Eric Liu, a former Weibo censor who now studies Internet censorship in China from California, said all tech companies that provide consumer cloud storage services in China must censor their content.

In a 2016 pornography crackdown specifically targeting cloud services, Chinese state media reported that tech companies detected thousands of illegal files using both manual checks and automatic detection.

WPS Office was among several Chinese software products that former President Donald Trump sought to ban in an executive order just before he left office in January 2021, saying their data collection capabilities threatened US national security. President Biden rescinded the order a few days later but said the White House was concerned about the risks posed by the products and would continue to evaluate them.

After Mr. Trump signed the order, Kingsoft said it would not have a substantial short-term impact on its business.

Miss Gu, a 25-year-old writer based in the eastern Chinese city of Hangzhou, said she had been writing her urban romance novel for months. He used a variety of writing apps to compose each chapter, which he uploaded to the cloud in a master WPS document that he could access from a variety of devices.

The author says he is always careful to steer clear of politics or graphic details. Her chapters are serialized by Funky Novels, a popular online fiction website so strict about sensitive content that it once asked her to dial up a vivid description of a kiss.

After discovering her WPS file wouldn’t open, Ms. Gu said she contacted Kingsoft’s customer service line. A WPS employee later told him that files are usually locked after the machine detects banned keywords. The worker offered to brief him on China’s cybersecurity regulations, he said, but he declined.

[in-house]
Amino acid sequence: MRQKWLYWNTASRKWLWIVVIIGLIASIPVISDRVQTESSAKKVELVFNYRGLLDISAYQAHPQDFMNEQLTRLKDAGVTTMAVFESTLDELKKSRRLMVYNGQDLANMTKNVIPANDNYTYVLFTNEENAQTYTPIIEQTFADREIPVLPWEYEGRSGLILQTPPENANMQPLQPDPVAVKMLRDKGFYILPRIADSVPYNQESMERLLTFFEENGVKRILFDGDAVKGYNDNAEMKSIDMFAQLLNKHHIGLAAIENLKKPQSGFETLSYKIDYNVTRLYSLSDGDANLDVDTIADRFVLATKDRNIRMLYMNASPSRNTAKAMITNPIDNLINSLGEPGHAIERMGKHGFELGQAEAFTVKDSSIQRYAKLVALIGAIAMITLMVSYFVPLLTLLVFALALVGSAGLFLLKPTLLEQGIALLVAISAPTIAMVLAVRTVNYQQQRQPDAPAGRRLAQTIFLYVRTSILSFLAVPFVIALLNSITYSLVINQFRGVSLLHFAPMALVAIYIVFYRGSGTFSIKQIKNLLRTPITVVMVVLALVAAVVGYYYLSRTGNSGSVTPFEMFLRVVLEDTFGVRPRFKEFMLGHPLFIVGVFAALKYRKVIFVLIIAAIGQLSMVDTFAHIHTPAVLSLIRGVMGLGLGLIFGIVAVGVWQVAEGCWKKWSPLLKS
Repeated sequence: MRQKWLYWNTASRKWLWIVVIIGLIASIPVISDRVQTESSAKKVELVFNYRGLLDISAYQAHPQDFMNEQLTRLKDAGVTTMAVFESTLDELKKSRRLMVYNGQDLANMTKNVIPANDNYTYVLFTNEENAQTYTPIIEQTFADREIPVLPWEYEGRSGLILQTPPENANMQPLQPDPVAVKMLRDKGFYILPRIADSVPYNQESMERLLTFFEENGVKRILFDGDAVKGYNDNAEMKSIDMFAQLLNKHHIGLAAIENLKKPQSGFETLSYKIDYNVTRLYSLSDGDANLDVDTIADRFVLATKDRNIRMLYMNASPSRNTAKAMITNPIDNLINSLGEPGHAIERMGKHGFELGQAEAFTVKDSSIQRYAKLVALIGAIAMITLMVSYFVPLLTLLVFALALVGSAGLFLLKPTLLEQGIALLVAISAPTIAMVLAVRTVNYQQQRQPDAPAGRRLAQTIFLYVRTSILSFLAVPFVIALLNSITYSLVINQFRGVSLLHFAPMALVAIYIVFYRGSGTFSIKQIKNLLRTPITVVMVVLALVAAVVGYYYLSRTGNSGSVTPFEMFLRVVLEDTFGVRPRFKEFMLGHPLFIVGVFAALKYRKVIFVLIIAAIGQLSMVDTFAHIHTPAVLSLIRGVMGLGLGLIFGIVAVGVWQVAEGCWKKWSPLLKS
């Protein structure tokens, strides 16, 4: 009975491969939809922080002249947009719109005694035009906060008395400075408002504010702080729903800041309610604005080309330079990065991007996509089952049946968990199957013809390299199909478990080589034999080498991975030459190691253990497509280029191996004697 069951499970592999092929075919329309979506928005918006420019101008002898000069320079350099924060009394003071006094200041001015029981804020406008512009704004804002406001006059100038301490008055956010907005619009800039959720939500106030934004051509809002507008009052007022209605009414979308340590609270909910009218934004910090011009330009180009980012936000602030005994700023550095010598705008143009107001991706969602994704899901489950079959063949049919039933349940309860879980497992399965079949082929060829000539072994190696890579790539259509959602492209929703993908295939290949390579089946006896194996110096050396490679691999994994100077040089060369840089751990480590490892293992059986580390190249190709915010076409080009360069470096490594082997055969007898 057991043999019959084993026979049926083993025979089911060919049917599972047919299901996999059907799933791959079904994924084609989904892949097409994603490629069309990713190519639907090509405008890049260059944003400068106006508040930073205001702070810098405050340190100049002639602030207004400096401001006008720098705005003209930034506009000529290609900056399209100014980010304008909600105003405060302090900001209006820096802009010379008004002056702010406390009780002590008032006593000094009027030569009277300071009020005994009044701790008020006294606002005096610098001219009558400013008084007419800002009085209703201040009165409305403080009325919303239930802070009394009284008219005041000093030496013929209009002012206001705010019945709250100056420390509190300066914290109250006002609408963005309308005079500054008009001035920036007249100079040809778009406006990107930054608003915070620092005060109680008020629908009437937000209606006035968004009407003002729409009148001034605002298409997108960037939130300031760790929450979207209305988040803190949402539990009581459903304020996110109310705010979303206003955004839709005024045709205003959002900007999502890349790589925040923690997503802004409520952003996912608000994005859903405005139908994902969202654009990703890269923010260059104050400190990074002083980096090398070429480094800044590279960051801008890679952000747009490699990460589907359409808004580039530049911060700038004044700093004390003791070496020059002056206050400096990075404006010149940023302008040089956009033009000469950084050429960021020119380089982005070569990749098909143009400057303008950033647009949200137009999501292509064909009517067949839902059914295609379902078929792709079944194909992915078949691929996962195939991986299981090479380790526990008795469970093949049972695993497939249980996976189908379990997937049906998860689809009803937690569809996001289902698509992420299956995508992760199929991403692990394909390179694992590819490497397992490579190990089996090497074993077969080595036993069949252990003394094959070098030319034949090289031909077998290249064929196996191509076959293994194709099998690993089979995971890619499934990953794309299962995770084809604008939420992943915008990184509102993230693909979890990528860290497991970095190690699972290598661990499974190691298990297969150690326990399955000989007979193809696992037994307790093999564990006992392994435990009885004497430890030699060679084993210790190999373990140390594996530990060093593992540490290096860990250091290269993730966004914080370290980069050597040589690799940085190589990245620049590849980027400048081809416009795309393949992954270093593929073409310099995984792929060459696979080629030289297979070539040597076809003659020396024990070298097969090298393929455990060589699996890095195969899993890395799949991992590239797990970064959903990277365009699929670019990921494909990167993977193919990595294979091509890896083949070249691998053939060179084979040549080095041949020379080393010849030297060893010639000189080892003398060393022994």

“It was a personal document!” He said, recalling his back with the company. “Who gave me the right to access my privacy?”

Ms Gu said she regained access to the documents three days later. A Kingsoft employee called to apologize, saying the content-scanning machine had made a mistake. She said she was never told what triggered the block in her writing.

After Ms Gu shared her story online, several other writers described similar experiences.

A user of the lifestyle mobile app Xiaohongshu wrote that the crime novel he was working on was often locked by WPS, possibly containing descriptions of blood and dismembered body parts.

A user on the author’s forum said that a document containing a romance novel was locked by WPS for more than a week in February, and speculated that it might be because the story began with a woman engaging her husband in an affair.

While some of the initial social media outrage in response to Ms. Gu’s story stemmed from the misconception that Kingsoft had locked a file stored on the author’s hard drive, many users said they remained unsatisfied even after the company clarified. t case.

“Don’t access our files, can you promise?” One of the most likable responses to the company’s statement on Wednesday was written by a Weibo user and self-described paying customer of WPS. “If not, I’ll unsubscribe.”

write down Wenxin Fan at Wenxin.Fan@wsj.com